SEO, today is about doing activities that get your brand known on the part of the web where your potential customers hang out.
This activity is broken into two primary segments:
On page can be best described as the things you do on your site that show the search engine that you know your stuff, that you are an “authority” in your field.
This means that the information on your site needs to be helpful and well organized in the eyes of your prospects. Do you have content that is explanatory, teaching people about the mortgage process in depth? Or do you do like most sites that have a simple glossary and a widget that shows current rates?
If that’s your website, then you are in trouble…
Google and Bing will care less about anything you have to offer if that’s the case.
Additionally, you need to show that you care about how they consume the information on your site. Make it easy for Google to figure out where everything is.
Part of this process is making sure your site’s navigation makes sense. For instance, you have an XML sitemap, your images are well labeled, your site is secure, it’s mobile friendly, loads fast, etc.
Off-page optimization deals with your reputation on the web. Who is talking about you and your company? What kinds of links have you earned from other websites with information topically related to yours? Do you have links/mentions from sites that the search engines already know and trust?
This off page portion is where companies get into the most trouble. They’ve heard that they have to build links and those links should have keywords.
You go to a forum and find that someone is selling a “Google Friendly” link package for only $50 that guaranteed to “crush” the search engines.
Those sellers will say fancy things like “natural anchor text distribution” and that there “services leave no footprint” and other ridiculous claims.
The best way to get links is to earn them by putting out great content and promoting that content.
Ok, I already hear you asking… What is great content?
Great question, by the way.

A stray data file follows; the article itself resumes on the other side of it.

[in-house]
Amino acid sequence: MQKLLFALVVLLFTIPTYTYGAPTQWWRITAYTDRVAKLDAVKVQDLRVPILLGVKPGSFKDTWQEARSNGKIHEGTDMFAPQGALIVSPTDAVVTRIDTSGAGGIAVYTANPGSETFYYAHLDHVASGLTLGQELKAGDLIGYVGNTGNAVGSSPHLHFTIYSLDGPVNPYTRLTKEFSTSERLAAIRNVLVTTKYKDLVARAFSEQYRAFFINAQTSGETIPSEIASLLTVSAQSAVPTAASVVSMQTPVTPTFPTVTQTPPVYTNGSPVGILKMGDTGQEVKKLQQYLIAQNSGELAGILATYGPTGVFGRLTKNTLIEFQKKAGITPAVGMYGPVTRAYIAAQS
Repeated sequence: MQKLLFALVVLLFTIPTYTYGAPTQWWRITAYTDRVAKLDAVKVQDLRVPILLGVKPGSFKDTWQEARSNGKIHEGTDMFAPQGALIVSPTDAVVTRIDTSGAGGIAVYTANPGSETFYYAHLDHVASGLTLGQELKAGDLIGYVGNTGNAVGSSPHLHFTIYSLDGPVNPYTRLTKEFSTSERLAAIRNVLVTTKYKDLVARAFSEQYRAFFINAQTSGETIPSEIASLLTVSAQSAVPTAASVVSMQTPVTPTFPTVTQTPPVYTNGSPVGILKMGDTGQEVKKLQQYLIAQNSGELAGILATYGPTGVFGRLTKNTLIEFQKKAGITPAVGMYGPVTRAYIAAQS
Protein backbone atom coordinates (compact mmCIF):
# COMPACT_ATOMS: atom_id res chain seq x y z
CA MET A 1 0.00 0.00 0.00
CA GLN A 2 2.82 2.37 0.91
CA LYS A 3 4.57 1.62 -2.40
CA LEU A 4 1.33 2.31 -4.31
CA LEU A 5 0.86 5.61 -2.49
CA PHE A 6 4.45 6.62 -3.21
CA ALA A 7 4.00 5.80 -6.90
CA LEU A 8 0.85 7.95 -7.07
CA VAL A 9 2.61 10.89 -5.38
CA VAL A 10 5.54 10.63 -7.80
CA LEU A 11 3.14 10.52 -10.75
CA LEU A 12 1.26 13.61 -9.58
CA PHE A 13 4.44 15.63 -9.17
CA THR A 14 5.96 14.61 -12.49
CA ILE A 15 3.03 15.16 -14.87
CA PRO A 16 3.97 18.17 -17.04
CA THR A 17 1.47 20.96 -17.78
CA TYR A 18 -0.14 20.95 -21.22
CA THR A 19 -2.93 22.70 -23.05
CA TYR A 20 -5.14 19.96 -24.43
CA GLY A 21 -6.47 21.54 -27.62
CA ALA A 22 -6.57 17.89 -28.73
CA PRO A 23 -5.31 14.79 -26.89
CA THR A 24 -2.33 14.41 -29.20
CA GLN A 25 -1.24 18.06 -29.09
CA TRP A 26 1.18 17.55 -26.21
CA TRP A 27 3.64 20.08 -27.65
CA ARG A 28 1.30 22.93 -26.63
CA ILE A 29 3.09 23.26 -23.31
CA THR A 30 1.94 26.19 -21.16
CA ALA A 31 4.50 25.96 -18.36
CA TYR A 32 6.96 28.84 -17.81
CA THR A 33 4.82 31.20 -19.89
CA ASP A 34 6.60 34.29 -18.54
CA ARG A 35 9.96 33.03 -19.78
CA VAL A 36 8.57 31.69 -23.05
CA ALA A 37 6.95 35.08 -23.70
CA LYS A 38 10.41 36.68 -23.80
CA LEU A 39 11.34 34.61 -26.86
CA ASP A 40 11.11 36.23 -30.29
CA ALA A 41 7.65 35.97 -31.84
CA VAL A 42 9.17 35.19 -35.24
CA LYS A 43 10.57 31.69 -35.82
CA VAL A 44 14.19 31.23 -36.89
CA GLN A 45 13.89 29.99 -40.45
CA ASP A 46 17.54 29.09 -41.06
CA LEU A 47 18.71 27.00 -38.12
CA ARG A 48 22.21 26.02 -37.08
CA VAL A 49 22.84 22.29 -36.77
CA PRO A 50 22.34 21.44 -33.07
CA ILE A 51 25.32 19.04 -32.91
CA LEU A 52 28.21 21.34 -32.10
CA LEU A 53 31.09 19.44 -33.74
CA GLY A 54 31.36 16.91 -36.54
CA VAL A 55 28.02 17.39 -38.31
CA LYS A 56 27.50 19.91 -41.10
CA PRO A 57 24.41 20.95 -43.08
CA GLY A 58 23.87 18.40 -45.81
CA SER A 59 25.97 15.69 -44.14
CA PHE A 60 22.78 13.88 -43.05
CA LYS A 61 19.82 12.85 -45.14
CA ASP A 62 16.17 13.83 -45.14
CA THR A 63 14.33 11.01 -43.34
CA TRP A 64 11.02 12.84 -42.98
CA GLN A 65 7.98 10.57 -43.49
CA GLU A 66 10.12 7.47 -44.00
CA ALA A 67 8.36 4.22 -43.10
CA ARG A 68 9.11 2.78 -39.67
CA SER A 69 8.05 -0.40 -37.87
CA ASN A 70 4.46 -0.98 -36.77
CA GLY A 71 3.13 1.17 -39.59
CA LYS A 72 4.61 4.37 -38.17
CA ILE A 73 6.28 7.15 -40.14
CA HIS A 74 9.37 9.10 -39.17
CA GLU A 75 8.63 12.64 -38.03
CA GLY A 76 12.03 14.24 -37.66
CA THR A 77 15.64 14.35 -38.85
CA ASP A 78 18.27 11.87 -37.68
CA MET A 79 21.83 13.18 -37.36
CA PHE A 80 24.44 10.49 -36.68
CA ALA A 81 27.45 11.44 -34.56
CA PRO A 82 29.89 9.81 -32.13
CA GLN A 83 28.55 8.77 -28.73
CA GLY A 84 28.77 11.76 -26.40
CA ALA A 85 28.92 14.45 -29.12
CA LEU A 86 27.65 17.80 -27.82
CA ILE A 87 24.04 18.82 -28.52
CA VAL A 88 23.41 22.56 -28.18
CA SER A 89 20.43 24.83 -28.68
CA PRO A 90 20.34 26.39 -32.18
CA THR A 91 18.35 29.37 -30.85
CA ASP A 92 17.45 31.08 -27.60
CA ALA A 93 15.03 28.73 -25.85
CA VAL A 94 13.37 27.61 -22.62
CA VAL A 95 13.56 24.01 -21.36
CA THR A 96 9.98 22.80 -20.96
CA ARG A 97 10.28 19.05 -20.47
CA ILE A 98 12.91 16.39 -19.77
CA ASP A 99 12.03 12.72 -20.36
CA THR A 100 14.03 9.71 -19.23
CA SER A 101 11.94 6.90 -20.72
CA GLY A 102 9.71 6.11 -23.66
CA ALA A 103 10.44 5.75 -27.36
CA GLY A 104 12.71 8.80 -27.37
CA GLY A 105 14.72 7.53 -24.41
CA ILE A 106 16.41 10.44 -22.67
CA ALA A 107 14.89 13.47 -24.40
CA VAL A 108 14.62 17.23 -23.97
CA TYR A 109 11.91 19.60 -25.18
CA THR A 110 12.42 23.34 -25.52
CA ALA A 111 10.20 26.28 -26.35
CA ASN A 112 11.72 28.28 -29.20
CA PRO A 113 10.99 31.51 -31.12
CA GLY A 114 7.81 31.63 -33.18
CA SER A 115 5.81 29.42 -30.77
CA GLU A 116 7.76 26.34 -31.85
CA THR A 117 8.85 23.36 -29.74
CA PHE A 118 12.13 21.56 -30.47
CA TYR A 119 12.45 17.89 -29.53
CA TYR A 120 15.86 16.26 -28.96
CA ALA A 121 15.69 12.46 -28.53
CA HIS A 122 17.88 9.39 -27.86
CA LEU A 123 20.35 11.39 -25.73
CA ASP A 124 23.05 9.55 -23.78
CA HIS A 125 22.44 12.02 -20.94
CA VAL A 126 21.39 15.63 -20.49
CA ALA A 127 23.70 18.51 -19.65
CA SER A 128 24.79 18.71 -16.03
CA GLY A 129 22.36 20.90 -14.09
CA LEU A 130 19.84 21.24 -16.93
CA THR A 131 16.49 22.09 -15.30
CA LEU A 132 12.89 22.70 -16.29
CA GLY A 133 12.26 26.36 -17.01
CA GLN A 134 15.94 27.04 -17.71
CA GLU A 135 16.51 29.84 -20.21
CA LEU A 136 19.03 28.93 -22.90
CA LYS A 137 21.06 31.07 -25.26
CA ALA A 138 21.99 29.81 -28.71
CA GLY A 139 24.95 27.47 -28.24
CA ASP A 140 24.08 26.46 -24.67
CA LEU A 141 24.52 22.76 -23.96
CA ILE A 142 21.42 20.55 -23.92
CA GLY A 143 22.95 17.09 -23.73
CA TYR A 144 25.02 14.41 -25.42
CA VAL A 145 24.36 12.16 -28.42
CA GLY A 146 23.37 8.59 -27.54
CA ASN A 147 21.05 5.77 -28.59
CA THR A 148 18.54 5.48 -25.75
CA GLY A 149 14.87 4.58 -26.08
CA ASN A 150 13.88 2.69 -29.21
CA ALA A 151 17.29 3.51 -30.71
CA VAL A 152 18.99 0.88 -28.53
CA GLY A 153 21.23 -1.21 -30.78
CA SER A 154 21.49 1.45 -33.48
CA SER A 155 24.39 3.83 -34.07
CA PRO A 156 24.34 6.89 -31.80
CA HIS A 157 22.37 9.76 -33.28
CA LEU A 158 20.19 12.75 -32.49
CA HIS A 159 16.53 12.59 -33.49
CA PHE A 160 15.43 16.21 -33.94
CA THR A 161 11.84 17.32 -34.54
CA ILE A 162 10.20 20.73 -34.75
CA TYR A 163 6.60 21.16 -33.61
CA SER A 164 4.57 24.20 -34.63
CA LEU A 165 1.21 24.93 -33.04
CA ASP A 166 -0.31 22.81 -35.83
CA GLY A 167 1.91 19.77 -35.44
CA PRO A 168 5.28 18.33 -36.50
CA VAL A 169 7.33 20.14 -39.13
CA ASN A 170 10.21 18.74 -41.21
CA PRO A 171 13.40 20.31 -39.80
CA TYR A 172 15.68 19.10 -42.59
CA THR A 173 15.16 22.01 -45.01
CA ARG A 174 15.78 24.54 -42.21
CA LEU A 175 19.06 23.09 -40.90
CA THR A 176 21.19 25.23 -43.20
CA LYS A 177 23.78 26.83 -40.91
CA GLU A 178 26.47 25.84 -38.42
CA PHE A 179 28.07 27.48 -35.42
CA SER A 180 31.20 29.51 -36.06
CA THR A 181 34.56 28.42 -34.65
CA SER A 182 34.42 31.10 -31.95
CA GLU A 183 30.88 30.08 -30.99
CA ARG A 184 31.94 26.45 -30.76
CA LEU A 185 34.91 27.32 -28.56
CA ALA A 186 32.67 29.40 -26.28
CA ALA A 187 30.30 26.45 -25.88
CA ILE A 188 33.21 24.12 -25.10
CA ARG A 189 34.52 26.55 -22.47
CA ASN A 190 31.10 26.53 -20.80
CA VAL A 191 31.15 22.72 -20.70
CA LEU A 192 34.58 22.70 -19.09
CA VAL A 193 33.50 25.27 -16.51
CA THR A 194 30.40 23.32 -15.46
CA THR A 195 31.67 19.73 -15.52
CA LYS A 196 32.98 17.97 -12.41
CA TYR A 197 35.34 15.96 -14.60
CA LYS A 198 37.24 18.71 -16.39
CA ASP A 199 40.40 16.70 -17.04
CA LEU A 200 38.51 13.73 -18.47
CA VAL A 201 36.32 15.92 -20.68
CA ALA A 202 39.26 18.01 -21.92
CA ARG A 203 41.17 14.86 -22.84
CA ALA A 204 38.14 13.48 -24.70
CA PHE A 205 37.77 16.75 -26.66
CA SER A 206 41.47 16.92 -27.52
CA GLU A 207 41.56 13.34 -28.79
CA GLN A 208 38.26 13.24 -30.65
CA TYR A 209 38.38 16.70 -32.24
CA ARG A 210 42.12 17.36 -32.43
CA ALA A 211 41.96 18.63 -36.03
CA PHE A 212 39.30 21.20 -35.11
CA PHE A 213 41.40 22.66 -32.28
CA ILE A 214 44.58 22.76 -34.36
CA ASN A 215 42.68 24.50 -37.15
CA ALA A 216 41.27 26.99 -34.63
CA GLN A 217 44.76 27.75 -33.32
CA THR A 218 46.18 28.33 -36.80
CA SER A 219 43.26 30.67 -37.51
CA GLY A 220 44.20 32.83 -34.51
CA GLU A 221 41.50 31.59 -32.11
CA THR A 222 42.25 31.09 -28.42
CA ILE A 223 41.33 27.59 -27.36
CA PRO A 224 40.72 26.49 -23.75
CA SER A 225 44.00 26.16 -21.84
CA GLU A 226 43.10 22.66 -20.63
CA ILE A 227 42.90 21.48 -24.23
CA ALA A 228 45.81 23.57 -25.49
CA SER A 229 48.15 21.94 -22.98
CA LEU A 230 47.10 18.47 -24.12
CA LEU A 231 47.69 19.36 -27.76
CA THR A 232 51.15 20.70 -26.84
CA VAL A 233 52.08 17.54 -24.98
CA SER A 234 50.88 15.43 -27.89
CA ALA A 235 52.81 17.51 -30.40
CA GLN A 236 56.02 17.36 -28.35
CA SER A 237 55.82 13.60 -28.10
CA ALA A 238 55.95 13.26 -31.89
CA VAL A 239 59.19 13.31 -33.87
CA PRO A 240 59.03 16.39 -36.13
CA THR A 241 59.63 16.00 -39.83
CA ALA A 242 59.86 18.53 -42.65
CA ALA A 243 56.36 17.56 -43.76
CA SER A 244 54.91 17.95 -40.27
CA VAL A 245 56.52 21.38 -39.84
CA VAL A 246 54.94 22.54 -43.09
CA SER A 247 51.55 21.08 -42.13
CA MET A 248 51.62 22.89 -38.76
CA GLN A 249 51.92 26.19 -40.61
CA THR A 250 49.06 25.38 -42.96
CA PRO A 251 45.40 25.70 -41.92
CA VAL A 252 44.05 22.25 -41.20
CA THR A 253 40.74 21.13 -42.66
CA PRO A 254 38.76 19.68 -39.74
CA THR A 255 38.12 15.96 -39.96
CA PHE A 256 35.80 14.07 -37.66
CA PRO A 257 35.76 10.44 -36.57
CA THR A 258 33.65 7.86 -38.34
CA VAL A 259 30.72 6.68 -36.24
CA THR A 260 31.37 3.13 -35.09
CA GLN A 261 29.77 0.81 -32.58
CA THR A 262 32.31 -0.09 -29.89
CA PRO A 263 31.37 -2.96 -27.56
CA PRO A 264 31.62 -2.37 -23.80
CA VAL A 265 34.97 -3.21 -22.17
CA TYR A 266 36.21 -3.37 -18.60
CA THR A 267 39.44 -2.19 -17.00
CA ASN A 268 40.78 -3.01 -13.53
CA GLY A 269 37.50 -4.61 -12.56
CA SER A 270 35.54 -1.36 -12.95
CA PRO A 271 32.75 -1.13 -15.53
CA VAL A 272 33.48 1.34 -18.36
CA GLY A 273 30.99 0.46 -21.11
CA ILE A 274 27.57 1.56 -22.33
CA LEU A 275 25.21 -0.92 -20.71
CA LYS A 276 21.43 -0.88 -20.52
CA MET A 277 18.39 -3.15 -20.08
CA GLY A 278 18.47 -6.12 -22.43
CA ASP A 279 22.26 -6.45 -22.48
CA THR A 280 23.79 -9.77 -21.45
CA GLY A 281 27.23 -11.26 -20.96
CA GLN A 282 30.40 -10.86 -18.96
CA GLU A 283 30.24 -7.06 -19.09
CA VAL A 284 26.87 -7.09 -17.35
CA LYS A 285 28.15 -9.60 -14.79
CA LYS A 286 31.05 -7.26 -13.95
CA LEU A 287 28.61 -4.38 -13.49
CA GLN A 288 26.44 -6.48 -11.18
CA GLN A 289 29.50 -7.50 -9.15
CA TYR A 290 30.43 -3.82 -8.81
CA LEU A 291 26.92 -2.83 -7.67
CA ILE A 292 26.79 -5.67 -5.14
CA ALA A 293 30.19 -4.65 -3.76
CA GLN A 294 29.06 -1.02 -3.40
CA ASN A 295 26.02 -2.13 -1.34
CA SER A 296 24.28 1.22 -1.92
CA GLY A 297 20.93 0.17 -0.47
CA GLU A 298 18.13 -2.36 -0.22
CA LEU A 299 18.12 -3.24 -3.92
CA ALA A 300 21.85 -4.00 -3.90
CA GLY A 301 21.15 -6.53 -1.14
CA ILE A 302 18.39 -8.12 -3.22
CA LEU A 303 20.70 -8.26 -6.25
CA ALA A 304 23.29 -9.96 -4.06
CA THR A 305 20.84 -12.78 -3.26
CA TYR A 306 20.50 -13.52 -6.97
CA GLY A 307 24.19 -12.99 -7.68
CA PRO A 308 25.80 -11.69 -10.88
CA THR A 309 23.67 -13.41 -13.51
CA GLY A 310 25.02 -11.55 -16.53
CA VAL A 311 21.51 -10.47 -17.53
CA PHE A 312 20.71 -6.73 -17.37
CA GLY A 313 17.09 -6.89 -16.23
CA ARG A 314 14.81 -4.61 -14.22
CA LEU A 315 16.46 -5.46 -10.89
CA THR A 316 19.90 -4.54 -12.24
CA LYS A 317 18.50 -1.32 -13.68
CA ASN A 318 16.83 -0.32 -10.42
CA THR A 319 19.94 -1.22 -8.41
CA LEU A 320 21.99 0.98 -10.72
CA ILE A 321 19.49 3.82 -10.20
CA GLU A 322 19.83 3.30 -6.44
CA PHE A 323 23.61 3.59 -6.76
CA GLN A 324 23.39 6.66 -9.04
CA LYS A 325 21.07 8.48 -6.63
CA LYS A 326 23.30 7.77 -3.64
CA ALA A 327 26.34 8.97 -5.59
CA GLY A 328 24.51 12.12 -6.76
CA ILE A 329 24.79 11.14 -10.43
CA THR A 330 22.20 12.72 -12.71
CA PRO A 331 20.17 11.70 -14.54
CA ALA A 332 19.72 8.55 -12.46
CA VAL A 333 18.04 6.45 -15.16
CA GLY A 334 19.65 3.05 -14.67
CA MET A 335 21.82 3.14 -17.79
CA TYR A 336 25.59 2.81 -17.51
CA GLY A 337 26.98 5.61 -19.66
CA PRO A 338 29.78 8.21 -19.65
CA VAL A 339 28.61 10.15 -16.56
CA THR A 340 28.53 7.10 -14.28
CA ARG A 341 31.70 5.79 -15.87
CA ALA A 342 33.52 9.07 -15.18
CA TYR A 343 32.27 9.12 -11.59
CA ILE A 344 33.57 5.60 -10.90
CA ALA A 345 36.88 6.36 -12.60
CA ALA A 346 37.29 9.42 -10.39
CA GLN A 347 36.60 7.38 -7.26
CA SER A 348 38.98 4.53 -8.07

The answer is…
Sorry, but it does. However, there is a shortcut to figuring it out.
First, think of the types of questions that people ask you about different aspects of the mortgage process. Can you create an article that answers those questions in depth? Or create a detailed video?
Think about that core question and do a search on Google and look at the sites ranking for that phrase. What kind of content do those companies have (images, articles, video, audio)? How many words are in that article?
Look at each of the top 10 results and take note of what you see.
Now that you’ve seen the competition, ask yourself how your company can do MUCH better.
Not just a little, a LOT. Aim for being the best source on the web for that information. If you are, guess how much easier it becomes to get links, social shares, and cheering fans! (ok maybe not that last part)
Social Media, in a nutshell, describes a place where people can talk about and share information on any subject that they happen to have an interest. It has been around since the beginning of the internet, although some people think that it started with Myspace or Friendster.
The biggest thing to take into consideration is the social aspect. In the mortgage world, it takes people a while to figure out the direction they want to go because they are dealing with their most valuable asset and most substantial liability.
Because of this, you don't want to make the mistake of trying to sell directly on social media. It is about building a relationship with the potential borrower so that they trust that you're the person with their best interests at heart.
There are two steps you need to take to accomplish this.
Building an audience, despite what you might think, is pretty easy to do. The quickest way to accomplish this is by running ads, within your chosen platform. In this example, I'm going to use the Facebook since it is the largest social media platform on the planet. Also, I assume that you already have a Facebook page.
With these ads, you want to accomplish two things at once. The ad should offer helpful information to the prospects, preferably if they have to sign up for this information. If that information you provide is interesting enough, a percentage of those people who see that ad will also like your Facebook page.